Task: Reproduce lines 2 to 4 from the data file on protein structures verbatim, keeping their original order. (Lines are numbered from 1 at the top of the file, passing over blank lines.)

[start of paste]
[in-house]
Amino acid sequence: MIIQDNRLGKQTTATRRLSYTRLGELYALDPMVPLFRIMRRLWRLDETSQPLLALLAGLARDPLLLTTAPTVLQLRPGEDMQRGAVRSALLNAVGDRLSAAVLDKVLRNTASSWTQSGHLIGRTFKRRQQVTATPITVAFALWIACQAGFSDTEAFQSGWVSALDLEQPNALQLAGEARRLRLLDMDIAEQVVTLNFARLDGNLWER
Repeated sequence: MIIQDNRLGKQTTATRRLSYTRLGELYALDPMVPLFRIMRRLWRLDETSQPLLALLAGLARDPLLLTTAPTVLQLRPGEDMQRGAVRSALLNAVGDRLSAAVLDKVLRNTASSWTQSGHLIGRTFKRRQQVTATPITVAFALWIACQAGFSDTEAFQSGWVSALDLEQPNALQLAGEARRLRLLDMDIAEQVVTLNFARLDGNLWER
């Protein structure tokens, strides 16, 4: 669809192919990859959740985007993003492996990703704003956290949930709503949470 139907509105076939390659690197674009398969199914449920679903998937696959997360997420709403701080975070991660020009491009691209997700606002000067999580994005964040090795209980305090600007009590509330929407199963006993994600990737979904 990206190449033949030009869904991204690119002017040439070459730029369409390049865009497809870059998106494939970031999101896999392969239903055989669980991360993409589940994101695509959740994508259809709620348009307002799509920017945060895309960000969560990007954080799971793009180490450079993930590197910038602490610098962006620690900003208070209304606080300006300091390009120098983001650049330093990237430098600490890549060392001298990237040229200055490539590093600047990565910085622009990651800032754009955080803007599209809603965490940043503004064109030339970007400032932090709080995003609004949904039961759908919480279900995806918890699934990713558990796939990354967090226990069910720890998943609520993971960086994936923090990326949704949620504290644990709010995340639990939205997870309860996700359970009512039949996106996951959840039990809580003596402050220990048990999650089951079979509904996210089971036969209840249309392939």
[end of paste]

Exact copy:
Amino acid sequence: MIIQDNRLGKQTTATRRLSYTRLGELYALDPMVPLFRIMRRLWRLDETSQPLLALLAGLARDPLLLTTAPTVLQLRPGEDMQRGAVRSALLNAVGDRLSAAVLDKVLRNTASSWTQSGHLIGRTFKRRQQVTATPITVAFALWIACQAGFSDTEAFQSGWVSALDLEQPNALQLAGEARRLRLLDMDIAEQVVTLNFARLDGNLWER
Repeated sequence: MIIQDNRLGKQTTATRRLSYTRLGELYALDPMVPLFRIMRRLWRLDETSQPLLALLAGLARDPLLLTTAPTVLQLRPGEDMQRGAVRSALLNAVGDRLSAAVLDKVLRNTASSWTQSGHLIGRTFKRRQQVTATPITVAFALWIACQAGFSDTEAFQSGWVSALDLEQPNALQLAGEARRLRLLDMDIAEQVVTLNFARLDGNLWER
């Protein structure tokens, strides 16, 4: 669809192919990859959740985007993003492996990703704003956290949930709503949470 139907509105076939390659690197674009398969199914449920679903998937696959997360997420709403701080975070991660020009491009691209997700606002000067999580994005964040090795209980305090600007009590509330929407199963006993994600990737979904 990206190449033949030009869904991204690119002017040439070459730029369409390049865009497809870059998106494939970031999101896999392969239903055989669980991360993409589940994101695509959740994508259809709620348009307002799509920017945060895309960000969560990007954080799971793009180490450079993930590197910038602490610098962006620690900003208070209304606080300006300091390009120098983001650049330093990237430098600490890549060392001298990237040229200055490539590093600047990565910085622009990651800032754009955080803007599209809603965490940043503004064109030339970007400032932090709080995003609004949904039961759908919480279900995806918890699934990713558990796939990354967090226990069910720890998943609520993971960086994936923090990326949704949620504290644990709010995340639990939205997870309860996700359970009512039949996106996951959840039990809580003596402050220990048990999650089951079979509904996210089971036969209840249309392939």